Taken with TrueHDR

iOS Camera app (iPhone 5):

Taken with the iPhone Camera app (HDR enabled)

At least I hope I didn’t confuse them … The results from both are pretty appealing, especially for a mobile phone camera.


Anyone using @Lightroom to manage photo libraries?

Is anyone using Lightroom to manage a photo library? I’ve been using Picasa but I am considering switching my habit to Lightroom to manage my libraries (I already using Lightroom for all my photo editing).

I need to be able to manage photos on multiple drives which preferably update dynamically (I know I can also do an import to refresh the folders). I’d also like to upload easily to Picasa (I use Picasa for online photo storage), Flickr and Facebook. I know about some plugins that do that but any recommendations would be great.

I’m pretty sure this is possible but I’m interested in your experiences if you are using Lightroom like this.


TrueHDR: an awesome iOS photo app to consider

I’ve been using TrueHDR on my iPhone, on and off, for a little while now. The app takes HDR photos by taking 3 separate photos and combining them into some really spectacular looking images.

I was playing around with the app the other day and noticed that, like Instagram and Camera+ (two photo apps I use all the time) it now has a couple cool filters.

Add these filters to the HDR photos you may be taking and you get some pretty awesome results for such a simple setup. I noticed this piece of foil on a road the other day and snapped this shot with TrueHDR. I applied one of the filters and really like the result.

The challenge, though, is remembering that whatever you are taking a photo of can’t be moving! I have some great shots of a tree and the sun behind it this morning but the tree was moving enough in the wind to result in a spectacularly blurred photo.

The app is $1,99 in the US iTunes app store and worth the price.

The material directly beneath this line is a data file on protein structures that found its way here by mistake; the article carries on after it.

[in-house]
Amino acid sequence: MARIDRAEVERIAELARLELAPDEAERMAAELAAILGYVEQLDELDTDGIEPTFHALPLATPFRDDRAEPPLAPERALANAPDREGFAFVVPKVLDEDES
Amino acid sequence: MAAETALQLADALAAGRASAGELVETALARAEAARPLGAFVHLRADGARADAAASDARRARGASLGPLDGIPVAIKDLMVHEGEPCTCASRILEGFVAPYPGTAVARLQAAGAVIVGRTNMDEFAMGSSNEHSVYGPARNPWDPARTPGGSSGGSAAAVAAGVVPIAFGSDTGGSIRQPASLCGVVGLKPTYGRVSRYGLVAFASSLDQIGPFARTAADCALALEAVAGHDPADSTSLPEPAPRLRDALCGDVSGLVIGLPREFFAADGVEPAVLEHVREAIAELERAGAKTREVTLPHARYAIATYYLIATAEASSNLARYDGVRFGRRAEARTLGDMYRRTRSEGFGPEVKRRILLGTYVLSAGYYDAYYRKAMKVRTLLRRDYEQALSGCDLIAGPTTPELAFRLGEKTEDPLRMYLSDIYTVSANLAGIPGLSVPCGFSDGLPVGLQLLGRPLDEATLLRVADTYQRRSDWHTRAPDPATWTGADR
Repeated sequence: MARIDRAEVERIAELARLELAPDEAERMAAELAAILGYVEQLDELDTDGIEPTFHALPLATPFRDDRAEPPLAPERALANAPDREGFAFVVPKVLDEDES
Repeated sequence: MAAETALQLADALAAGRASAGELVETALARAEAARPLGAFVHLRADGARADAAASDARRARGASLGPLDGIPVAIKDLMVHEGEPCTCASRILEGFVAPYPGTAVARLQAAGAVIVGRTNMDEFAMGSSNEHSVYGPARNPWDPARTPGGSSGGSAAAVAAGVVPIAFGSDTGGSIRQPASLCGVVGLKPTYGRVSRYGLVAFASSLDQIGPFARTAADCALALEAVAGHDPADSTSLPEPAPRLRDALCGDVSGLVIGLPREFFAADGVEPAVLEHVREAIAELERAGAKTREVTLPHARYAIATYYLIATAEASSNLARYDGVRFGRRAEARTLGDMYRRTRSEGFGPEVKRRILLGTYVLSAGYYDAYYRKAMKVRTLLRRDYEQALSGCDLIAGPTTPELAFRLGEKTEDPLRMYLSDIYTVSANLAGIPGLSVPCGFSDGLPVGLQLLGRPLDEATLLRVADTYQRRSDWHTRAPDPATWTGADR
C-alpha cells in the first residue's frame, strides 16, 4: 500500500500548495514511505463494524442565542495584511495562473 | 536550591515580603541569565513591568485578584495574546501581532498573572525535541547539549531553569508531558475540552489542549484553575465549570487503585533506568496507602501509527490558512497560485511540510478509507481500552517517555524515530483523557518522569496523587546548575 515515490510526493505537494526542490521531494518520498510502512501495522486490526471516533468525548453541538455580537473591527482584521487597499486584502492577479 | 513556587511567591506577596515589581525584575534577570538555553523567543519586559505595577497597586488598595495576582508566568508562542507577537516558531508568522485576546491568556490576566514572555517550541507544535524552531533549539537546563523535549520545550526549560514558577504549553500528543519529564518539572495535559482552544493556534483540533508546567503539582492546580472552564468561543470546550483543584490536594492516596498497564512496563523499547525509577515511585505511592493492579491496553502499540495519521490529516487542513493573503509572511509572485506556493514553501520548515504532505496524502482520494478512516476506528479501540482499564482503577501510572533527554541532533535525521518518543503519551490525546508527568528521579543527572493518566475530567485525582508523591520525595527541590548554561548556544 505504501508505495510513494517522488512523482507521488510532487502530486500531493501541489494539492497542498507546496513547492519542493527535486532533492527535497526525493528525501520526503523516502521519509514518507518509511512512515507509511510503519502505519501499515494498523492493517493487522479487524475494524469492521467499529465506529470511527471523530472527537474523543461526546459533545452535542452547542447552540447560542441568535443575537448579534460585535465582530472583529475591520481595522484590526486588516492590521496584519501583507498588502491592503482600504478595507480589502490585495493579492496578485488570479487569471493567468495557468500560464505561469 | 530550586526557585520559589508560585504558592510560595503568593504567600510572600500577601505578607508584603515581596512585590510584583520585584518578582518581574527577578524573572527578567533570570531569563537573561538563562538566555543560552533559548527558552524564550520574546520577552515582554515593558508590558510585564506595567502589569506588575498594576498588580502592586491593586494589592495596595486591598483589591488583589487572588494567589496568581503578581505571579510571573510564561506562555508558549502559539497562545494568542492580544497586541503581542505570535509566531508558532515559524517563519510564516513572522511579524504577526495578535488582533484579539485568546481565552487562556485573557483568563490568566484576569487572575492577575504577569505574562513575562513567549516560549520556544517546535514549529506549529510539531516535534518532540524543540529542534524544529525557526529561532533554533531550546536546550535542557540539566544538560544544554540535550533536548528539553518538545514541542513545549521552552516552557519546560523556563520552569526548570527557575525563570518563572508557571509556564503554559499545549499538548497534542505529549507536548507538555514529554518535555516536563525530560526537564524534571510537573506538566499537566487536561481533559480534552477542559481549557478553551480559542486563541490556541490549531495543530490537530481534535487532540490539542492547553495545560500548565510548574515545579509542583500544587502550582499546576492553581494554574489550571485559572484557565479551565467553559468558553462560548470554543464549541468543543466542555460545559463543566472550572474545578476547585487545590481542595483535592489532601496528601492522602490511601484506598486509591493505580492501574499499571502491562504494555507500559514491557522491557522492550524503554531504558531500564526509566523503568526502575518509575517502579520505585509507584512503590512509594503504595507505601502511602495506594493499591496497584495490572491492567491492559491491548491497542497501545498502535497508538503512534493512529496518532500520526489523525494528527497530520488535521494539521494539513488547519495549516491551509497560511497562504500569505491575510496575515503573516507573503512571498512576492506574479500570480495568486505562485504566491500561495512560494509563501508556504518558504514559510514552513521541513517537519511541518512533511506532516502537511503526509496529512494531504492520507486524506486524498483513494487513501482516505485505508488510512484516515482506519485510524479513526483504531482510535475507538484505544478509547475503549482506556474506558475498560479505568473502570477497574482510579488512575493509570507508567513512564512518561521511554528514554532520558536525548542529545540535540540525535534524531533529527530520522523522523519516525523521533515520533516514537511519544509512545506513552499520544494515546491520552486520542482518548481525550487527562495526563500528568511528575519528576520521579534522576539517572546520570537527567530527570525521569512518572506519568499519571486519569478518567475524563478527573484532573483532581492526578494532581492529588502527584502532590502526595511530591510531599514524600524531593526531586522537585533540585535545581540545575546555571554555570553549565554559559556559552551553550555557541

Better migration from iPhoto to Picasa using Phoshare

I just came across an app called Phoshare which should enable you to fully migrate from iPhoto to Picasa and other file-based photo management tools. The big challenge migrating from the current version of iPhoto, iPhoto ’11, is that the iPhoto library is no longer represented in Picasa in the same way. Album structures are not preserved in Picasa and you have to navigate a complex folder date-based folder structure in Picasa to figure out which album is which. That makes it a lot more difficult to migrate from iPhoto to Picasa and manage your photos. It looks like Phoshare may be a pretty good answer to that problem:

Phoshare allows you to export and synchronize your iPhoto library to a folder tree. It preserves both the original and modified image, your event and album organization, and applies your iPhoto titles, descriptions, keywords, face tags, face rectangles, places, and ratings to the IPTC/EXIF metadata of your images. You can export a full copy of your library, or just build a tree of linked images that require very little additional disk space. You can re-run phoshare at any time to synchronize any changes made in iPhoto to your export tree quickly. phoshare works well with file-system based photo management tools like Picasa, Adobe Bridge, or Windows Live Photo Gallery.

iPhoto is pretty slow on my old MacBook and while it might be perfectly awesome on a newer MacBook Pro, it is a real pain to use. The big advantage to using it is that it syncs with my iPhone perfectly (as you would expect) but iTunes does give you the option to sync specific folders with your iPhone so that might be an answer. iPhoto also integrates better with Facebook and Flickr than Picasa. Picasa has certain benefits over iPhoto like far better face recognition and is somewhat more lightweight than iPhoto.

My ideal is still to switch to Lightroom for all my photo needs but I don’t have the cash right now to cover the cost of that app so I am working with what I have. I imagine Phoshare would come in handy when I make my move to Lightroom, though.

Dan Warne published a really helpful blog post explaining how to export your iPhoto library for upload to services like Dropbox or S3 here. The same steps could be used to simply export a slightly smaller version of your main iPhoto library if you don’t need the full resolution.


Camera+ takes iPhone photography to exciting places

I’ve just been listening/watching MacBreak Weekly 198 and one of the apps the panel discussed is photographer Lisa Bettany’s new app, Camera+. Take a look at this video:

I am envious of iPhone users generally because they have these sorts of apps available. I still love Android but Android doesn’t have these sorts of apps just yet. When you consider the iPhone 4‘s camera and capabilities, this app becomes so much more appealing.

It doesn’t mean all that much to say it right now but I am already thinking about jumping ship to the iPhone 4 once it becomes available here in SA. If I do, this will become my preferred camera app, for sure!